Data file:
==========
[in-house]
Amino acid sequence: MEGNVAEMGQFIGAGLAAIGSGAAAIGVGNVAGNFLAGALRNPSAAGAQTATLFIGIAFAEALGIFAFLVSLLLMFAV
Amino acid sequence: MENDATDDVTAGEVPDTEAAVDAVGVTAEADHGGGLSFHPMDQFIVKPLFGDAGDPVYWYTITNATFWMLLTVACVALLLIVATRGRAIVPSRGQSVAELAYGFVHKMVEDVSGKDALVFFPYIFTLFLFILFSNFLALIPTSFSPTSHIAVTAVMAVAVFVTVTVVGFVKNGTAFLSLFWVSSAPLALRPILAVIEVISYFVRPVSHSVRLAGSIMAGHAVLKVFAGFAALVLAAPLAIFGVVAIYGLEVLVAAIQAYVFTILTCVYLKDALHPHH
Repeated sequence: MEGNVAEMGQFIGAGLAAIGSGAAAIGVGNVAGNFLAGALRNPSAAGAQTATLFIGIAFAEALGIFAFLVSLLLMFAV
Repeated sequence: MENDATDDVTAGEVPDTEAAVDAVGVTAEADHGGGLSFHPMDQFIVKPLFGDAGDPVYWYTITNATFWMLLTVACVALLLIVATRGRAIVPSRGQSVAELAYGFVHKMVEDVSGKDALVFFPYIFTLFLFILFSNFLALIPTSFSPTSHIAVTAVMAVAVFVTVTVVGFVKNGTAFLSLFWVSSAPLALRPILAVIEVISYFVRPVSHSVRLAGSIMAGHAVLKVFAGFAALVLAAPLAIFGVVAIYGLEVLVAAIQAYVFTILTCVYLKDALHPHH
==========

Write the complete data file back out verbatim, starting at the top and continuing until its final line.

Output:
[in-house]
Amino acid sequence: MEGNVAEMGQFIGAGLAAIGSGAAAIGVGNVAGNFLAGALRNPSAAGAQTATLFIGIAFAEALGIFAFLVSLLLMFAV
Amino acid sequence: MENDATDDVTAGEVPDTEAAVDAVGVTAEADHGGGLSFHPMDQFIVKPLFGDAGDPVYWYTITNATFWMLLTVACVALLLIVATRGRAIVPSRGQSVAELAYGFVHKMVEDVSGKDALVFFPYIFTLFLFILFSNFLALIPTSFSPTSHIAVTAVMAVAVFVTVTVVGFVKNGTAFLSLFWVSSAPLALRPILAVIEVISYFVRPVSHSVRLAGSIMAGHAVLKVFAGFAALVLAAPLAIFGVVAIYGLEVLVAAIQAYVFTILTCVYLKDALHPHH
Repeated sequence: MEGNVAEMGQFIGAGLAAIGSGAAAIGVGNVAGNFLAGALRNPSAAGAQTATLFIGIAFAEALGIFAFLVSLLLMFAV
Repeated sequence: MENDATDDVTAGEVPDTEAAVDAVGVTAEADHGGGLSFHPMDQFIVKPLFGDAGDPVYWYTITNATFWMLLTVACVALLLIVATRGRAIVPSRGQSVAELAYGFVHKMVEDVSGKDALVFFPYIFTLFLFILFSNFLALIPTSFSPTSHIAVTAVMAVAVFVTVTVVGFVKNGTAFLSLFWVSSAPLALRPILAVIEVISYFVRPVSHSVRLAGSIMAGHAVLKVFAGFAALVLAAPLAIFGVVAIYGLEVLVAAIQAYVFTILTCVYLKDALHPHH